A few weeks ago I received an unexpected Royal Mail package from Tom Sheppard. Inside was an orange case the right size to contain a pen or a watch.
Hmm . . . Had Tom decided to pass on to me his GMT Master?
What Tom had sent me was not a Rolex, but something nearly as useful if one were on a trip of a lifetime and interested in bringing home digital images free of those nasty little dark blots caused by dust on the camera’s sensor. The amusingly named Arctic Butterfly sensor brush, from a company called Visible Dust, uses the principles of static charging to enhance the ability of its bristles to lift off minute debris from a digital camera’s sensor (or, more correctly, the filter that covers the actual sensor).
Many cameras these days are equipped with so-called self-cleaning sensors, which use vibration to literally shake dust particles off the surface. But those particles are obviously still in the camera—one can almost imagine a tiny dust dune growing slowly under the sensor on a long off-pavement journey. Unlikely perhaps; nevertheless, while self-cleaning sensors help, they don’t remove dust from the sensor chamber, and they don’t shake off the more stubborn particles.
For those clingy bits, and for all our cameras that don’t have the self-cleaning feature, the standard approach of a filtered bulb blower followed by a sensor swab moistened with cleaning solution works superbly. However, if the blower misses a hard bit which subsequently gets trapped under the edge of the swab, the result can be a scratched sensor. I’ve also used the Delkin Sensor Vac—literally a miniature Hoover—with very good results, but even it usually required followup with a swab for complete cleaning.
Operation of the Arctic Butterfly brush is simple. Set your camera on ‘sensor clean’ to lock up the mirror. Hold the brush away from the camera and hit the power button three times for a few seconds each time. This spins the brush rapidly, ejecting any debris in the bristles and enhancing their static attractiveness. Switch off, then gently swipe the brush just once across the sensor, trying hard not to brush the sensor chamber or other parts of the camera, which could have lubricant residue on them. Do not spin the brush while it’s in contact with the sensor (I wonder how many males who don’t read instructions have assumed the wrong thing here?).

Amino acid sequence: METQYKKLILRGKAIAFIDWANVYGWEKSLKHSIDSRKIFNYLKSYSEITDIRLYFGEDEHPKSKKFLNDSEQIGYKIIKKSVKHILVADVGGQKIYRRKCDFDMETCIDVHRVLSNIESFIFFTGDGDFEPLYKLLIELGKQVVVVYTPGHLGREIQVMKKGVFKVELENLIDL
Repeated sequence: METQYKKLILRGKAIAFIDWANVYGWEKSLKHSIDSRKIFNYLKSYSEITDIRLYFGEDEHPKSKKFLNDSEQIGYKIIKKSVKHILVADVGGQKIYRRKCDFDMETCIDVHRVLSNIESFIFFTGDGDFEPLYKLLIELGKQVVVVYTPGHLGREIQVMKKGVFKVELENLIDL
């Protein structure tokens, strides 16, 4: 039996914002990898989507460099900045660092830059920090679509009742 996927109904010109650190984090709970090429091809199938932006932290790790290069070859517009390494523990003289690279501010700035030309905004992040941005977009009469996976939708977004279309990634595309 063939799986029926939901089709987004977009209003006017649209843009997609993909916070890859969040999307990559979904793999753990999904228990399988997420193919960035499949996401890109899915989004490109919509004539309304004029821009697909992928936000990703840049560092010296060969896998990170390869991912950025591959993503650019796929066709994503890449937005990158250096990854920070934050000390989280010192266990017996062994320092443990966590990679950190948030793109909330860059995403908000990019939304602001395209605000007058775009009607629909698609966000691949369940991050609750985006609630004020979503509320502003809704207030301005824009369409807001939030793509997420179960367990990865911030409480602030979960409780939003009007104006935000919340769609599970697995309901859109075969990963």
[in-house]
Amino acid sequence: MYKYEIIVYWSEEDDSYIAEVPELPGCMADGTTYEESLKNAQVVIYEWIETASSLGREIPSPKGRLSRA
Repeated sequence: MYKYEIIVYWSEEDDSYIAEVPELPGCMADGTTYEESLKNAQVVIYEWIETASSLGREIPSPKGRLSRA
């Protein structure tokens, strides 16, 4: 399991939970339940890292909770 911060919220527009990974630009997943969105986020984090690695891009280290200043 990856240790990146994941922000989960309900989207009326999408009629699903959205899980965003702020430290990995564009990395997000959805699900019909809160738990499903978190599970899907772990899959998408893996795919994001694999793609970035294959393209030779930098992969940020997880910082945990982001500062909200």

That’s it. You can check the sensor for dust by pointing your camera at a white wall, stopping down the lens all the way, making sure the wall is out of focus, then taking a shot. Camera shake won’t affect the results, since what you’re looking for is moving with the camera. Examine the image in Photoshop or another program. Or use a commercially available optic such as Visible Dust’s ‘Quasar’ sensor loupe, or Delkin’s SensorScope, to examine the sensor directly.
I found the Arctic Butterfly to be very effective, as evidenced by pre- and post-brush inspection, and it’s probably more so in a dry environment such as our southwestern deserts or Tom’s Sahara. In fact, combined with a good, filter-equipped bulb blower, I think this is all one would need to guarantee virtually spot-free images for the duration of most trips. Eliminating the swabs means you don’t have to worry about sourcing sensor-cleaning fluid at your destination (since it’s generally prohibited on airlines). In its padded case the brush weighs just 4.8 ounces; on its own it’s only 2.1 ounces. Cheap, lightweight trip insurance for your images. Thanks to Tom Sheppard for alerting me to a good product I’d somehow missed.
Now, Tom—about that beat-up old watch of yours . . .